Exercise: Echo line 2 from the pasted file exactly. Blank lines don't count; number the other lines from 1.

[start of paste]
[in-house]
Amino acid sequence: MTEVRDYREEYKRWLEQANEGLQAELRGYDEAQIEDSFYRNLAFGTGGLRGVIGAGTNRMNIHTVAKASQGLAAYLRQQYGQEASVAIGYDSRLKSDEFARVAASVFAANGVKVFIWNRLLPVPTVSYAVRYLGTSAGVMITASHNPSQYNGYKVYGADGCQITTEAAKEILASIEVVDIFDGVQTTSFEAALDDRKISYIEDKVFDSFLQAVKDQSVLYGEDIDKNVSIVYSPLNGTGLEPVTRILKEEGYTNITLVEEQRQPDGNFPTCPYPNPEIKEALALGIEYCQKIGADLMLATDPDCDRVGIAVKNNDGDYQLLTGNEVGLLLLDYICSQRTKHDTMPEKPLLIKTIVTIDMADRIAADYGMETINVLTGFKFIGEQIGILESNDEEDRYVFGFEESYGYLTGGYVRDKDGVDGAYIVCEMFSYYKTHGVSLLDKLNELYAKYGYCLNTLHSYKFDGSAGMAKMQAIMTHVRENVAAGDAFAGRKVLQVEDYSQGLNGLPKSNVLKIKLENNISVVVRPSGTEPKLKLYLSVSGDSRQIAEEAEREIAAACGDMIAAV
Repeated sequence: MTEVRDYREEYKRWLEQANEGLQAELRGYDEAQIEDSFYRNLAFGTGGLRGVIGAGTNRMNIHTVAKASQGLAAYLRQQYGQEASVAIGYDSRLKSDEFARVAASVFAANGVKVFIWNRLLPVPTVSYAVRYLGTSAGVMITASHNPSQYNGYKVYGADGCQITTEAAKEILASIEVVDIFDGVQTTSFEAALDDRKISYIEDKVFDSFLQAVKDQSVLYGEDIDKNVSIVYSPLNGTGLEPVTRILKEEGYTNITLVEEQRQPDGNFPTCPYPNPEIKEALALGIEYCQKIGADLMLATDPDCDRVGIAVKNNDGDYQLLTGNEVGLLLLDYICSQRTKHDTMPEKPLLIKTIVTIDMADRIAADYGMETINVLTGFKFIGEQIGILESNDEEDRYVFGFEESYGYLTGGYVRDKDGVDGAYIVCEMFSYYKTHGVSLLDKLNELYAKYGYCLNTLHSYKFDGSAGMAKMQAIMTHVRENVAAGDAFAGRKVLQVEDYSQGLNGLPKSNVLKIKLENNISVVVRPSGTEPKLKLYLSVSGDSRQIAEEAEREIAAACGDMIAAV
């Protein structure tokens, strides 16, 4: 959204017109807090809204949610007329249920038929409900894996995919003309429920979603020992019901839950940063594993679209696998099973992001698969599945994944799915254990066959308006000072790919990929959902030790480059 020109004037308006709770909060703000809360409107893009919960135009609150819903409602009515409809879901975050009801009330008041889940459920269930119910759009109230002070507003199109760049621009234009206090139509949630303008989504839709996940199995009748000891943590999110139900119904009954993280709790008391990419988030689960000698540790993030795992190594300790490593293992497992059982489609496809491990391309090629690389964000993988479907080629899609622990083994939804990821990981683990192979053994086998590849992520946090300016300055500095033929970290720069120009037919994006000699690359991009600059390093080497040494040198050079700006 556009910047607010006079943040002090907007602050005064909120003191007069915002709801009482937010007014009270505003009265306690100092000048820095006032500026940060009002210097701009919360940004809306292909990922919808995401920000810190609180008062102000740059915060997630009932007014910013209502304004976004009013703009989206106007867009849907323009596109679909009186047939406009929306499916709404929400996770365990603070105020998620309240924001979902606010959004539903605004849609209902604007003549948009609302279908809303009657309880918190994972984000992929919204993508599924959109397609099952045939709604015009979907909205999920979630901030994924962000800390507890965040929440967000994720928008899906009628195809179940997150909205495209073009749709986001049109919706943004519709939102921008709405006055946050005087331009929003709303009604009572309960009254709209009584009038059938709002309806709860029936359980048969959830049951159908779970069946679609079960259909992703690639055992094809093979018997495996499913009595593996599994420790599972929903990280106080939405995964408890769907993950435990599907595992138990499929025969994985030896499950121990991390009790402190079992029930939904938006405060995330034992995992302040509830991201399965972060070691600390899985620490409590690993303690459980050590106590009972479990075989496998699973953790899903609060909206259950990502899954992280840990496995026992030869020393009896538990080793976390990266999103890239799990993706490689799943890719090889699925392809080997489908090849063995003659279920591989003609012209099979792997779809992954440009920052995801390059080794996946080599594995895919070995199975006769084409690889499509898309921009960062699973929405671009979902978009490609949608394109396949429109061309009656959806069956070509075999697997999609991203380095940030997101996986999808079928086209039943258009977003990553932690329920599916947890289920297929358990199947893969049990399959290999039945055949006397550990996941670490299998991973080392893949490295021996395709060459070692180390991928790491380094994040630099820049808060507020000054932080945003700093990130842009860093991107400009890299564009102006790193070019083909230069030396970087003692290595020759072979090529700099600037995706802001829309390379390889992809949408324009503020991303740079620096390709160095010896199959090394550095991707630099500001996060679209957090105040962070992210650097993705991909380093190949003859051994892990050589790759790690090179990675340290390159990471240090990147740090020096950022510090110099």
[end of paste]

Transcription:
Amino acid sequence: MTEVRDYREEYKRWLEQANEGLQAELRGYDEAQIEDSFYRNLAFGTGGLRGVIGAGTNRMNIHTVAKASQGLAAYLRQQYGQEASVAIGYDSRLKSDEFARVAASVFAANGVKVFIWNRLLPVPTVSYAVRYLGTSAGVMITASHNPSQYNGYKVYGADGCQITTEAAKEILASIEVVDIFDGVQTTSFEAALDDRKISYIEDKVFDSFLQAVKDQSVLYGEDIDKNVSIVYSPLNGTGLEPVTRILKEEGYTNITLVEEQRQPDGNFPTCPYPNPEIKEALALGIEYCQKIGADLMLATDPDCDRVGIAVKNNDGDYQLLTGNEVGLLLLDYICSQRTKHDTMPEKPLLIKTIVTIDMADRIAADYGMETINVLTGFKFIGEQIGILESNDEEDRYVFGFEESYGYLTGGYVRDKDGVDGAYIVCEMFSYYKTHGVSLLDKLNELYAKYGYCLNTLHSYKFDGSAGMAKMQAIMTHVRENVAAGDAFAGRKVLQVEDYSQGLNGLPKSNVLKIKLENNISVVVRPSGTEPKLKLYLSVSGDSRQIAEEAEREIAAACGDMIAAV